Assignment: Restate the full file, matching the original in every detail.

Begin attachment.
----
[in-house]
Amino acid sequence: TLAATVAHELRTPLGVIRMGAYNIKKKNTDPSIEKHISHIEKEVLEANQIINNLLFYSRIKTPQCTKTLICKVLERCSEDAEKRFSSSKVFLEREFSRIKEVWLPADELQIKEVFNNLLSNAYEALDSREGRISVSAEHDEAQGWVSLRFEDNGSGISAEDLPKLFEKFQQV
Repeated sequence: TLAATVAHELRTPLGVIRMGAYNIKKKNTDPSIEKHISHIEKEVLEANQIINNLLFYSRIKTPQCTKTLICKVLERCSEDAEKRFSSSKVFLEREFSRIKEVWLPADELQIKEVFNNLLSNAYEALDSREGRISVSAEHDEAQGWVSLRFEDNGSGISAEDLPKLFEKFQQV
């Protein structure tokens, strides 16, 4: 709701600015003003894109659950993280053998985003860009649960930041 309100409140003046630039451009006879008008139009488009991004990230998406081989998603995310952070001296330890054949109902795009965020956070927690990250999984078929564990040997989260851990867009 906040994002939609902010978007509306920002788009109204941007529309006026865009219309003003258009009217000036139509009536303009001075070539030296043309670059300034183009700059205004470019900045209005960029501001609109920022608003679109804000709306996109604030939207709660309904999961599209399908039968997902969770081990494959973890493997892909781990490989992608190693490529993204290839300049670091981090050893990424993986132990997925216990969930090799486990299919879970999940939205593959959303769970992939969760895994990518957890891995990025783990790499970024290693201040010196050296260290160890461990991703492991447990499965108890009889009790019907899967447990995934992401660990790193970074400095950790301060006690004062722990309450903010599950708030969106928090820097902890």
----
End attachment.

[in-house]
Amino acid sequence: TLAATVAHELRTPLGVIRMGAYNIKKKNTDPSIEKHISHIEKEVLEANQIINNLLFYSRIKTPQCTKTLICKVLERCSEDAEKRFSSSKVFLEREFSRIKEVWLPADELQIKEVFNNLLSNAYEALDSREGRISVSAEHDEAQGWVSLRFEDNGSGISAEDLPKLFEKFQQV
Repeated sequence: TLAATVAHELRTPLGVIRMGAYNIKKKNTDPSIEKHISHIEKEVLEANQIINNLLFYSRIKTPQCTKTLICKVLERCSEDAEKRFSSSKVFLEREFSRIKEVWLPADELQIKEVFNNLLSNAYEALDSREGRISVSAEHDEAQGWVSLRFEDNGSGISAEDLPKLFEKFQQV
């Protein structure tokens, strides 16, 4: 709701600015003003894109659950993280053998985003860009649960930041 309100409140003046630039451009006879008008139009488009991004990230998406081989998603995310952070001296330890054949109902795009965020956070927690990250999984078929564990040997989260851990867009 906040994002939609902010978007509306920002788009109204941007529309006026865009219309003003258009009217000036139509009536303009001075070539030296043309670059300034183009700059205004470019900045209005960029501001609109920022608003679109804000709306996109604030939207709660309904999961599209399908039968997902969770081990494959973890493997892909781990490989992608190693490529993204290839300049670091981090050893990424993986132990997925216990969930090799486990299919879970999940939205593959959303769970992939969760895994990518957890891995990025783990790499970024290693201040010196050296260290160890461990991703492991447990499965108890009889009790019907899967447990995934992401660990790193970074400095950790301060006690004062722990309450903010599950708030969106928090820097902890």